Tuesday 14 August 2018
A group of leading economists recently criticized aid to the poor for failing to address poverty's root causes. But while we wait for politicians to act – and it could be a long wait – it is important to concentrate our spare resources on effective aid that helps poor people lead the best lives they can. By Peter Singer.
Friday 18 May 2018
Washington D.C., U.S.A
As we work with partners to tackle the interconnected global challenges of climate change, conflict, famine, and pandemics, we must help countries prepare their people for a more complex, disruptive, digital future. The most important investments countries can make are ones that build human capital—to prepare for that future, and to write the next chapter in the ongoing project of human solidarity. By Jim Yong Kim.
Tuesday 21 November 2017
Brighton, United Kingdom
Despite the clear evidence linking poverty to psychological distress, policies tackling poverty do not typically take shame into account. ... Being poor is a highly shameful experience, degrading one’s dignity and sense of self-worth. While the manifestations and causes of poverty differ, the humiliation that accompanies it is universal. Recent research conducted at the University of Oxford found that from China to the United Kingdom, people facing economic hardship – even children – experience a nearly identical assault on their pride and self-esteem.
Sunday 30 July 2017
New York, USA
Giving girls the skills and knowledge they need to become productive individuals who can participate in the twenty-first-century economy empowers them in all aspects of their lives, enabling them to contribute to their families, communities, and economies in ways they choose. It is the right thing to do for global development – and for girls and women themselves. But ... empowering girls to use their energies and talents to transform their societies will not be easy. By Thoai Ngo.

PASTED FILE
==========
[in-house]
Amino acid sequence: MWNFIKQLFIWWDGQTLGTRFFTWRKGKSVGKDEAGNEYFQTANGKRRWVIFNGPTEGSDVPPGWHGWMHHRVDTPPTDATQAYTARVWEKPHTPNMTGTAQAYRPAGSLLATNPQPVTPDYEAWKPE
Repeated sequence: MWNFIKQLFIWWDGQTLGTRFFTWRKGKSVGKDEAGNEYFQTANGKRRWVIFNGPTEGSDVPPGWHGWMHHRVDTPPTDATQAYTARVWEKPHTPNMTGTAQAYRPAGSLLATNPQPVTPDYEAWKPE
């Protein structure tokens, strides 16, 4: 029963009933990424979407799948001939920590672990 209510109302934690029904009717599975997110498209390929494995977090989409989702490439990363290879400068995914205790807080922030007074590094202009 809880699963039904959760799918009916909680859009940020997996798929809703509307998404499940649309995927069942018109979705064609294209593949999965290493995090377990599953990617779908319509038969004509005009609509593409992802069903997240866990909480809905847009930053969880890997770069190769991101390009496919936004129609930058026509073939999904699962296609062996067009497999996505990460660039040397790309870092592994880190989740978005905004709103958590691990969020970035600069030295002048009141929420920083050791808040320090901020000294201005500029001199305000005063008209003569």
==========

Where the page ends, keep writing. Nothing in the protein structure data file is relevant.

Wednesday 26 July 2017
When a tortoise is sitting on a post, you know it didn’t get there by itself. The reappearance of the same four arguments developed a quarter-century ago by an industry that benefits from delaying climate policies – arguments used with great success precisely because their origin and true purpose were hidden from the public – looks a lot like the tortoise’s four wiggling feet. The same arguments – and people – used by the fossil fuel industry to block climate policies decades ago are back. By Benjamin Franta.
Monday 17 July 2017
When Americans are asked what percentage of US government spending goes to foreign aid, the median answer is 25%. The correct answer is 1%. No wonder, then, that when President Donald Trump justifies cutting aid on the grounds that other countries need to step up because they are not paying their fair share, many people believe him. By Peter Singer.
Thursday 4 May 2017
Tonga has numerous vibrant national resources that are fast asleep when they should be generating revenues and driving enterprise. Looking at the trade development of the small Pacific island countries one wonders whether Fiji is one of those that became birds, while Tonga remains among those still crawling.